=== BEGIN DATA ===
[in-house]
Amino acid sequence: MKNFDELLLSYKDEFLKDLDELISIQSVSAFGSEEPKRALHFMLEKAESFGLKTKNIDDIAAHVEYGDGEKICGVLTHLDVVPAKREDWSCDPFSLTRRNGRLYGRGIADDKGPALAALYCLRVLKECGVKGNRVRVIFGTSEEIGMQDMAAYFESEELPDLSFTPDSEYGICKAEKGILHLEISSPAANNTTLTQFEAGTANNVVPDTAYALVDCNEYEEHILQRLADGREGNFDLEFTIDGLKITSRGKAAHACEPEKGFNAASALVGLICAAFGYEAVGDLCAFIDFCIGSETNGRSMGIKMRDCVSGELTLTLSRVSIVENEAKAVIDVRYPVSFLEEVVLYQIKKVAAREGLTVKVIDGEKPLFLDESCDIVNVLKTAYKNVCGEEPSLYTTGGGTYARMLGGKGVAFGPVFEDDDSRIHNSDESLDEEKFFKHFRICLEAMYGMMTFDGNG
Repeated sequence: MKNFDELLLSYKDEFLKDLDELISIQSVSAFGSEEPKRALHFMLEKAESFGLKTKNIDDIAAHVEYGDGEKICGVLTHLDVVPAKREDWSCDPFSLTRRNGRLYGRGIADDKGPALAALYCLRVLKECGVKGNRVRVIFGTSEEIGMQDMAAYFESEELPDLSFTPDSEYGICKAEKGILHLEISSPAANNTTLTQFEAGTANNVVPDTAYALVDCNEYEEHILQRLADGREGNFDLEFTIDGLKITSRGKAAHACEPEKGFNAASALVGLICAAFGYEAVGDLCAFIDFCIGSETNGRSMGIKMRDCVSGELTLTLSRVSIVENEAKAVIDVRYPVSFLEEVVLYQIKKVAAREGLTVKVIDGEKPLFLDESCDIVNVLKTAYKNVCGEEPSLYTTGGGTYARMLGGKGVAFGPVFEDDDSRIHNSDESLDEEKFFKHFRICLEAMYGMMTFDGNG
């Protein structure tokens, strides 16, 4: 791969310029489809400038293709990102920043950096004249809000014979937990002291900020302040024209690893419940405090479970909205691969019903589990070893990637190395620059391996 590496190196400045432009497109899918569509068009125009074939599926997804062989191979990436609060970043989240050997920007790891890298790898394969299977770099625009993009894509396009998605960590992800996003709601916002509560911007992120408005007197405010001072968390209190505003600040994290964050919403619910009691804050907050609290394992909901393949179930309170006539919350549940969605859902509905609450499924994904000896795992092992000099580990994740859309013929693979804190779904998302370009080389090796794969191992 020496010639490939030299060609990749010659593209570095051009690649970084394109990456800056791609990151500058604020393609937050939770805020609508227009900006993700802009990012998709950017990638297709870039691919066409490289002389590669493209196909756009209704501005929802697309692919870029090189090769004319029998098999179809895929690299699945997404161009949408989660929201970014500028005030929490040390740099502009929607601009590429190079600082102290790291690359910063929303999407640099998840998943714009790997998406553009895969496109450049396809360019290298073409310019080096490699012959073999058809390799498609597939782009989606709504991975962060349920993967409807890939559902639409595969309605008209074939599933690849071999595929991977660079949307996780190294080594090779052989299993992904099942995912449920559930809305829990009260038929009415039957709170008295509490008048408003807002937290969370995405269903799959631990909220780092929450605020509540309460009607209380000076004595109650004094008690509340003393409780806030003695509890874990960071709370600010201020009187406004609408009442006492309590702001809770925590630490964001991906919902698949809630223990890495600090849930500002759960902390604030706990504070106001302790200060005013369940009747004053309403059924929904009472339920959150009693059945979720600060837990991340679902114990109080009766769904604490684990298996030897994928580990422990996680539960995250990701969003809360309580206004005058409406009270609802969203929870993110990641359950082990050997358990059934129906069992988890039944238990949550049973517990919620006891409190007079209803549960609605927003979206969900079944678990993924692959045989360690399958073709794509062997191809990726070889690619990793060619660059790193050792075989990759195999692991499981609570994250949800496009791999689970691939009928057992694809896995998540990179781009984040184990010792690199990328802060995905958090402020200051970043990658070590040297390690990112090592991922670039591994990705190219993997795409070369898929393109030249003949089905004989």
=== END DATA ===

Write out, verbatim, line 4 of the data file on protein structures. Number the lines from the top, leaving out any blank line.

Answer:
């Protein structure tokens, strides 16, 4: 791969310029489809400038293709990102920043950096004249809000014979937990002291900020302040024209690893419940405090479970909205691969019903589990070893990637190395620059391996 590496190196400045432009497109899918569509068009125009074939599926997804062989191979990436609060970043989240050997920007790891890298790898394969299977770099625009993009894509396009998605960590992800996003709601916002509560911007992120408005007197405010001072968390209190505003600040994290964050919403619910009691804050907050609290394992909901393949179930309170006539919350549940969605859902509905609450499924994904000896795992092992000099580990994740859309013929693979804190779904998302370009080389090796794969191992 020496010639490939030299060609990749010659593209570095051009690649970084394109990456800056791609990151500058604020393609937050939770805020609508227009900006993700802009990012998709950017990638297709870039691919066409490289002389590669493209196909756009209704501005929802697309692919870029090189090769004319029998098999179809895929690299699945997404161009949408989660929201970014500028005030929490040390740099502009929607601009590429190079600082102290790291690359910063929303999407640099998840998943714009790997998406553009895969496109450049396809360019290298073409310019080096490699012959073999058809390799498609597939782009989606709504991975962060349920993967409807890939559902639409595969309605008209074939599933690849071999595929991977660079949307996780190294080594090779052989299993992904099942995912449920559930809305829990009260038929009415039957709170008295509490008048408003807002937290969370995405269903799959631990909220780092929450605020509540309460009607209380000076004595109650004094008690509340003393409780806030003695509890874990960071709370600010201020009187406004609408009442006492309590702001809770925590630490964001991906919902698949809630223990890495600090849930500002759960902390604030706990504070106001302790200060005013369940009747004053309403059924929904009472339920959150009693059945979720600060837990991340679902114990109080009766769904604490684990298996030897994928580990422990996680539960995250990701969003809360309580206004005058409406009270609802969203929870993110990641359950082990050997358990059934129906069992988890039944238990949550049973517990919620006891409190007079209803549960609605927003979206969900079944678990993924692959045989360690399958073709794509062997191809990726070889690619990793060619660059790193050792075989990759195999692991499981609570994250949800496009791999689970691939009928057992694809896995998540990179781009984040184990010792690199990328802060995905958090402020200051970043990658070590040297390690990112090592991922670039591994990705190219993997795409070369898929393109030249003949089905004989």